Getting Dad Involved

For many of our homeschooling years, I worked with our children as their only teacher. As my oldest son made his way through middles school, however, I knew I needed some extra help, and we joined a co-op where he could take classes in math and science. At times, I tried to get my husband involved in the schooling too; a history buff and an avid reader of history books, I was sure he could help the kids with their social studies lessons. However, he tended to give them too much information that they couldn’t comprehend, so I just continued to teach them — until now.

This year, with my oldest making his way through his freshman year in high school, Dad’s knowledge has begun to play a much bigger part. Instead of just having my son read through his history book, answer questions, and take the tests, he has his own private history tutor — his dad! They sit down together and go over the text and questions, with my husband filling in information the text leaves out. He also pulls in other resources, such as videos and books, to reinforce the information.

This change in the teaching schedule has benefited our family in more ways than one. Not only is my son receiving solid lessons in history, but he and his dad are spending an hour or more of quality time together four nights a week that they didn’t used to have before. The relationship is growing stronger, and my son’s gaining a new respect for his dad.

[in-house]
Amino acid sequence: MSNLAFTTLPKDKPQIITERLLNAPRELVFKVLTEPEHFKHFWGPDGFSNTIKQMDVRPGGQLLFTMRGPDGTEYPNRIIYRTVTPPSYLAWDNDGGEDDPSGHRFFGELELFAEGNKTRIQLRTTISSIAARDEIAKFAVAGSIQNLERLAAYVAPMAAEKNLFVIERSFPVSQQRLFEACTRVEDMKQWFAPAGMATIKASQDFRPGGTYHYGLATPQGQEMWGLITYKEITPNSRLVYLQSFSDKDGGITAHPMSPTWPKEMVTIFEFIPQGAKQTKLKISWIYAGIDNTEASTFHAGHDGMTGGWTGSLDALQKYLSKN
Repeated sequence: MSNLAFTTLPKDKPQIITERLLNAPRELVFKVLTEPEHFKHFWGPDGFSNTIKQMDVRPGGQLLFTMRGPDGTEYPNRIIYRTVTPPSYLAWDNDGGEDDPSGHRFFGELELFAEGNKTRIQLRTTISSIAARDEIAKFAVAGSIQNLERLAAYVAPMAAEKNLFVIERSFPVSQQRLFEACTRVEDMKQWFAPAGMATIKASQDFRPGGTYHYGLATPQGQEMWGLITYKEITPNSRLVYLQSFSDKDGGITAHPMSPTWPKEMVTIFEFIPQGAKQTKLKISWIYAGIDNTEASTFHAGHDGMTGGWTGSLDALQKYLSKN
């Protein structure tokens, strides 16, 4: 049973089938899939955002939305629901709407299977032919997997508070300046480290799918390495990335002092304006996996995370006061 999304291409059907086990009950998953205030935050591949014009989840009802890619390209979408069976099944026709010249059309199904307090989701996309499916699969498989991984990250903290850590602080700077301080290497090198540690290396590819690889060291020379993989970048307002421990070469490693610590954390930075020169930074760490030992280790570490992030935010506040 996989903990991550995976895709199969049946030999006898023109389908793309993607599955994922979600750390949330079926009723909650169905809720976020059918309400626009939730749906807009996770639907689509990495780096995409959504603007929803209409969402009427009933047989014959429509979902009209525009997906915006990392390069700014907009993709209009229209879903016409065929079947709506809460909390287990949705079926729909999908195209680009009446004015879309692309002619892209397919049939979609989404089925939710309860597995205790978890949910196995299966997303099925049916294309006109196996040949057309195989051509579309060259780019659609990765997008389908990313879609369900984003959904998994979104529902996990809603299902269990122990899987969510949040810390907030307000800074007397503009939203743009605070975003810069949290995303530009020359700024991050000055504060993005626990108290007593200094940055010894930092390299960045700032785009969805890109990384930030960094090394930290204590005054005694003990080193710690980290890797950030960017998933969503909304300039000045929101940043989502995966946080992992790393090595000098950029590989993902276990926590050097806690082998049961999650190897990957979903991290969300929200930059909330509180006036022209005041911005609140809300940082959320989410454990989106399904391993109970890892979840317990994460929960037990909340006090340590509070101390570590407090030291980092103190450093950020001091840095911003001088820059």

How can your husband get involved? That depends — what does he like to do? If, like mine, he’s knowledgeable about a particular subject, he can help teach that subject. But remember, he doesn’t have to teach academics — life skills are just as valuable. If he likes to work with his hands, he can involve the children in building or home repair projects, gardening, yard maintenance, or car maintenance. If he enjoys the outdoors, he can take the kids fishing or hiking and include some good nature lessons. The possibilities go on and on.

So if homeschooling has become “mom-schooling”, take a few minutes to think of ways to involve dad. The lessons will last a lifetime.

Article by Samantha Bell

Picture by Jeff

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